Roma and Sinti, sometimes called Gypsies, are the largest national minority in Europe, at an estimated population between 1 and 20 million. They don't have their own country but live in a diaspora all over Europe and beyond.
Since one of the primary reasons for travel for some, is to experience different cultures, this article aims at collecting pointers to places where Roma can be met and their culture can be experienced at first hand.
In Europe, there are many ethnic group with lifestyle similar to Roma, such as the Irish Travellers, and the Jenish people of Germany.
The Romani people are believed to have been descended from immigrants from what is today northern India. The name "gypsy" comes from the formerly widely-held misconception that they originated from Egypt.
The Romani language is part of the Indo-Aryan branch of the Indo-European languages. This means that it is only distantly related to most other European languages like English and French, and more closely related to North Indian languages such as Hindi and Bengali. There are many dialects of the Romani language, and most Romani speakers are also able to speak the official language of their respective countries.
All over Europe, but mainly in the Balkans, in the south of Spain and South of France.
Šuto Orizari or Šutka (Шутка) one of the municipalities that make up Skopje, the only municipality in the country where Roma are a majority of the population. Documented in The Shutka Book of Records, a film made by one of the inhabitants.
While Sulukule near the ancient city walls of Istanbul, which used to be continuously inhabited by the Roma since the days of the Byzantine Empire and as such was the oldest sedentary Roma community in Europe, was gentrified by the local government through forcing its traditional inhabitants out amidst protests in the first decade of the 2000s, Ahırkapı Festival, held in the district of the same name near Sultanahmet on the night of Hıdrellez (May 5th, an ancient Turkish spring festival), provides an entertaining night for everyone with much Roma music and dancing around bonfires.
The Roma were among the forgotten victims of the Holocaust during World War II. See Holocaust remembrance for a guide to concentration camps, museums and other relevant sites.
- Dokumentations und Informationszentrum des Kulturvereins Österreichischer Roma , 1190 Wien, Devrientgasse 1
- German Documentation and Culture Centre for Sinti and Roma (Dokumentations- und Kulturzentrum Deutscher Sinti und Roma), Bremeneckgasse 2, D-69117 Heidelberg, ☏ , fax: , ✉ email@example.com.
- Museum for Roma and Sinti (Museum für Roma und Sinti) (Sachsenhausen).
Gypsies are Hungary's most populous ethnic minority but, until now, there are only rumours of a Budapest Gypsy Museum about the history of the Roma (Gypsy) people in Hungary and no concrete address or other details.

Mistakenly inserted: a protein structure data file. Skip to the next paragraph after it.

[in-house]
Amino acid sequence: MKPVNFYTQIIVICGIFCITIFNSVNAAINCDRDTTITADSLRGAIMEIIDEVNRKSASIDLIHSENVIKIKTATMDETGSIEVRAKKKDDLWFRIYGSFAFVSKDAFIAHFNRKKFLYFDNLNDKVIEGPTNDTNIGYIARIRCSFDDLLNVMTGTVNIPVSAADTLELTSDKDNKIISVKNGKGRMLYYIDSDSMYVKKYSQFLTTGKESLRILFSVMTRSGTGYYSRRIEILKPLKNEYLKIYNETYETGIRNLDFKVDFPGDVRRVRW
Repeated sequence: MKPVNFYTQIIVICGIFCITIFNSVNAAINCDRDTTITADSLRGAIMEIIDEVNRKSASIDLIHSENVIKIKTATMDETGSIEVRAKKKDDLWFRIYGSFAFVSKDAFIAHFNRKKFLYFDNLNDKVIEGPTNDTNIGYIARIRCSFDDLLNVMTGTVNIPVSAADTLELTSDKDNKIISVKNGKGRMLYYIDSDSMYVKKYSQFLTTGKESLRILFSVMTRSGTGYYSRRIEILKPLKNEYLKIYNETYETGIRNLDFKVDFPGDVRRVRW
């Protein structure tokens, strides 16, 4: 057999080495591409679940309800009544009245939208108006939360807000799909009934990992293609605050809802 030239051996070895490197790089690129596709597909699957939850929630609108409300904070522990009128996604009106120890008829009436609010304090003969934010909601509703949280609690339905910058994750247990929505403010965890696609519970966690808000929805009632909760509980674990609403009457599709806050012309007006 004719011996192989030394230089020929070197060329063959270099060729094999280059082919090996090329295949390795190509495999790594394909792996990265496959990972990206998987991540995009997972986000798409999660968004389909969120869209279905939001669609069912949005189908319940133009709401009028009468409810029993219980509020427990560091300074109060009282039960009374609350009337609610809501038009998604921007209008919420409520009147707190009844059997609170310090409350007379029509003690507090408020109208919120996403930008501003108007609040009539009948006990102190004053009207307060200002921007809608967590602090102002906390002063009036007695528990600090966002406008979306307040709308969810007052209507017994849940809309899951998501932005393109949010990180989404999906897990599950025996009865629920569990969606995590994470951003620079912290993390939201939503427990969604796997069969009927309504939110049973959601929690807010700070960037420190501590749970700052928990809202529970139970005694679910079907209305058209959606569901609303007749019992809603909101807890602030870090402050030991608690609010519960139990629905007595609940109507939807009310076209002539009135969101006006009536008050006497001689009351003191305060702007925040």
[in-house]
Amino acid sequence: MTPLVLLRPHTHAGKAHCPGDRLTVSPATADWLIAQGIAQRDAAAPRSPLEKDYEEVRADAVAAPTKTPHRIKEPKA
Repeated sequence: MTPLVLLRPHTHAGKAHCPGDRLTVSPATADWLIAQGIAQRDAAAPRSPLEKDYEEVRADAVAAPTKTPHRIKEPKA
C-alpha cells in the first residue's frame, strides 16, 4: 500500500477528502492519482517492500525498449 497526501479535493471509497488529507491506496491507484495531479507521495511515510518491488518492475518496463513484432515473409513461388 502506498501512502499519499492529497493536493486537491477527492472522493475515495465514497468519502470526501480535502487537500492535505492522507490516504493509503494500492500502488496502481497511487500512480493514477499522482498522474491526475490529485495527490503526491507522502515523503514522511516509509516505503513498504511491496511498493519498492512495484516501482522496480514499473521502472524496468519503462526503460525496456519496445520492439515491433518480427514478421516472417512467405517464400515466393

Like Jews, communists and homosexuals, they were targeted for extermination by the Nazis and hundreds of thousands or more were murdered (called Porajmos, which means devouring in some dialects of the Romani language).
- 1 Gordon Boswell Romany Museum, Clay Lake, Spalding, Lincs PE12 6BL, ☏ . late Mar- end Oct, F-Su and Bank Holidays. Traditional Romany horse-drawn Vardos (caravans), carts and harness. Large lecture room for slide-shows and talks on the Romany way of life. Collection of Romany photographs and sketches covering the last 150 years. Fortune-telling tent and a collection of cooking utensils used on the open fire.
- 2 The Gypsy Memorial Stone, Kirk Yetholm. Small stone commemorating the fact the village was the headquarters of the Scottish Gypsies
- 3 Appleby Horse Fair, Appleby-in-Westmorland, Cumbria. Annually, early June. A huge gathering of romani and other gypsy groups (e.g. Irish and Scottish travellers) and most importantly their horses and caravans, which attracts about 30,000 visitors. The fair is spontaneous and not organised or planned, but you can expect to see horses "trotted" for show and sale, and people washing their steeds in the river. There are a bunch of side attractions such as fortune tellers, music performances and market stalls.
Listen to Roma/Sinti music
Spain: Flamenco music and dance are in large measure credited to the Spanish Gypsies.
Hungary: Hungarian Gypsy music is very famous and can be heard in many places in Hungary.
Bulgaria: There are some fantastic Turkish-Gypsy musicians, including Yuri Yunakov and Ivo Papazov, who play what they call "Balkan jazz," a type of improvised music based on traditional Bulgarian wedding music but with inflections from various other types of music.
Central and Eastern Europe: Gypsy violinists are particularly famous for their virtuosity.
France: Pop-folk singer and guitarist Kendji Girac is of Catalan gypsy descent. He performs songs in French, Catalan and Spanish in a style heavily influenced by his upbringing. Many of his songs refer to gitano culture.
- 14 January: Vasilica (New Year) Balkans
- 8 April: International Roma Day
- 6 May: Djurdjev dan/Herdelezi (Spring festival) Balkans
- 24 and 25 May: Pilgrimage toSaintes Maries de la Mer [formerly dead link] (France)
- June: International Romani Art Festival  in Bucharest
- June: Roma Summer Festival in Tarnow, Poland
Though it is widely used, especially among non-Romani, the word "Gypsy" is often considered offensive because of its associations with negative stereotypes and inaccurate perceptions of Romani people. The terms "Romani" and "Roma" are generally safe, though some authorities advise that "Romani" should only be used as an adjective (not as a noun) and others say that "Roma" should only be used to refer to one subgroup.